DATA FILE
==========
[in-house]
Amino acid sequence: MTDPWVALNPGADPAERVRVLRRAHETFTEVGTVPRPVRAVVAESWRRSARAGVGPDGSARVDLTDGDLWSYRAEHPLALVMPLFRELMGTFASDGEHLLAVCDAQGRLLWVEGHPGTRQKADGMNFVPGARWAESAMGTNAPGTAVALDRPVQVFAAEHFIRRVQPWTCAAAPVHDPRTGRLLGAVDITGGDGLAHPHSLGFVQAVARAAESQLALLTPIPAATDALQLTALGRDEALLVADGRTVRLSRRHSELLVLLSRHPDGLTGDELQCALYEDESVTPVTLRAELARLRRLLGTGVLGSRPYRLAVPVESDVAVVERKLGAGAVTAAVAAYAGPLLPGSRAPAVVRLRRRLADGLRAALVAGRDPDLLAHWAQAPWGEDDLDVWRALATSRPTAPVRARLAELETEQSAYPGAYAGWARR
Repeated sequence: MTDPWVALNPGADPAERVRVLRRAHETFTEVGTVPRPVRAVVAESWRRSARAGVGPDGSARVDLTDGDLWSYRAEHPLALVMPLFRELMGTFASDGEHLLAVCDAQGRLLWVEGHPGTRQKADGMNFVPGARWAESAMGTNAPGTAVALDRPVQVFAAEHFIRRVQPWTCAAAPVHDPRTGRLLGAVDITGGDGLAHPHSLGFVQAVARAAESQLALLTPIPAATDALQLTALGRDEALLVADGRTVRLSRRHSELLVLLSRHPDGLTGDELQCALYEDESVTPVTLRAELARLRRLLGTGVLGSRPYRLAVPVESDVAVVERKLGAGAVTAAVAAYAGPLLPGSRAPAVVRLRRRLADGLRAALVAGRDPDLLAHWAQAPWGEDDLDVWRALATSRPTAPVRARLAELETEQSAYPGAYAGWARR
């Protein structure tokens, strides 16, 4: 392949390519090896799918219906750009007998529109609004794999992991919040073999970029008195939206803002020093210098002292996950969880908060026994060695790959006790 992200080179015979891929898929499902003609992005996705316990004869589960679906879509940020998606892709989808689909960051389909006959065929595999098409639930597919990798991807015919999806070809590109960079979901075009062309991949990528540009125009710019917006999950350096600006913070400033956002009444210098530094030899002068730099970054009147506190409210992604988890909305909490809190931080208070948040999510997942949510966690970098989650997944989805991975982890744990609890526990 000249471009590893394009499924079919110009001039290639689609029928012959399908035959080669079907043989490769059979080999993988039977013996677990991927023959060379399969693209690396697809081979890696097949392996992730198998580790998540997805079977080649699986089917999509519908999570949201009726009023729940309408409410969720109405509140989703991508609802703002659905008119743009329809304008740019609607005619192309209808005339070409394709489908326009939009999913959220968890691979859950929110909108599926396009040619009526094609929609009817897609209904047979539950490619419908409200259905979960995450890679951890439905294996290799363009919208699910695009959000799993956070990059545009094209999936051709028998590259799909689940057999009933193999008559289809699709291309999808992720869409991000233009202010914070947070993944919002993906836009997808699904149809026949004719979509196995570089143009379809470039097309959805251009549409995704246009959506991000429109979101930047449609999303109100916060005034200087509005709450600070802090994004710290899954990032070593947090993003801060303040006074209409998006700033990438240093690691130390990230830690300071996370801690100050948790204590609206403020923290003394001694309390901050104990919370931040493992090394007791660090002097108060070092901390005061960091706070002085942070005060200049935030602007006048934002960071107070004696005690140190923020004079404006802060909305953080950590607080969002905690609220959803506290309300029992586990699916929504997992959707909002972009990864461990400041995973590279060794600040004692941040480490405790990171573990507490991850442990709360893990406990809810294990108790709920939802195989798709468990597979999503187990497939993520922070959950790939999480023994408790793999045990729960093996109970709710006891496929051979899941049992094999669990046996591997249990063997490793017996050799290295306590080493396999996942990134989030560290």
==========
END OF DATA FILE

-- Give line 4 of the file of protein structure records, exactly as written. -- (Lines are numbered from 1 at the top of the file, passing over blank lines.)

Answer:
């Protein structure tokens, strides 16, 4: 392949390519090896799918219906750009007998529109609004794999992991919040073999970029008195939206803002020093210098002292996950969880908060026994060695790959006790 992200080179015979891929898929499902003609992005996705316990004869589960679906879509940020998606892709989808689909960051389909006959065929595999098409639930597919990798991807015919999806070809590109960079979901075009062309991949990528540009125009710019917006999950350096600006913070400033956002009444210098530094030899002068730099970054009147506190409210992604988890909305909490809190931080208070948040999510997942949510966690970098989650997944989805991975982890744990609890526990 000249471009590893394009499924079919110009001039290639689609029928012959399908035959080669079907043989490769059979080999993988039977013996677990991927023959060379399969693209690396697809081979890696097949392996992730198998580790998540997805079977080649699986089917999509519908999570949201009726009023729940309408409410969720109405509140989703991508609802703002659905008119743009329809304008740019609607005619192309209808005339070409394709489908326009939009999913959220968890691979859950929110909108599926396009040619009526094609929609009817897609209904047979539950490619419908409200259905979960995450890679951890439905294996290799363009919208699910695009959000799993956070990059545009094209999936051709028998590259799909689940057999009933193999008559289809699709291309999808992720869409991000233009202010914070947070993944919002993906836009997808699904149809026949004719979509196995570089143009379809470039097309959805251009549409995704246009959506991000429109979101930047449609999303109100916060005034200087509005709450600070802090994004710290899954990032070593947090993003801060303040006074209409998006700033990438240093690691130390990230830690300071996370801690100050948790204590609206403020923290003394001694309390901050104990919370931040493992090394007791660090002097108060070092901390005061960091706070002085942070005060200049935030602007006048934002960071107070004696005690140190923020004079404006802060909305953080950590607080969002905690609220959803506290309300029992586990699916929504997992959707909002972009990864461990400041995973590279060794600040004692941040480490405790990171573990507490991850442990709360893990406990809810294990108790709920939802195989798709468990597979999503187990497939993520922070959950790939999480023994408790793999045990729960093996109970709710006891496929051979899941049992094999669990046996591997249990063997490793017996050799290295306590080493396999996942990134989030560290």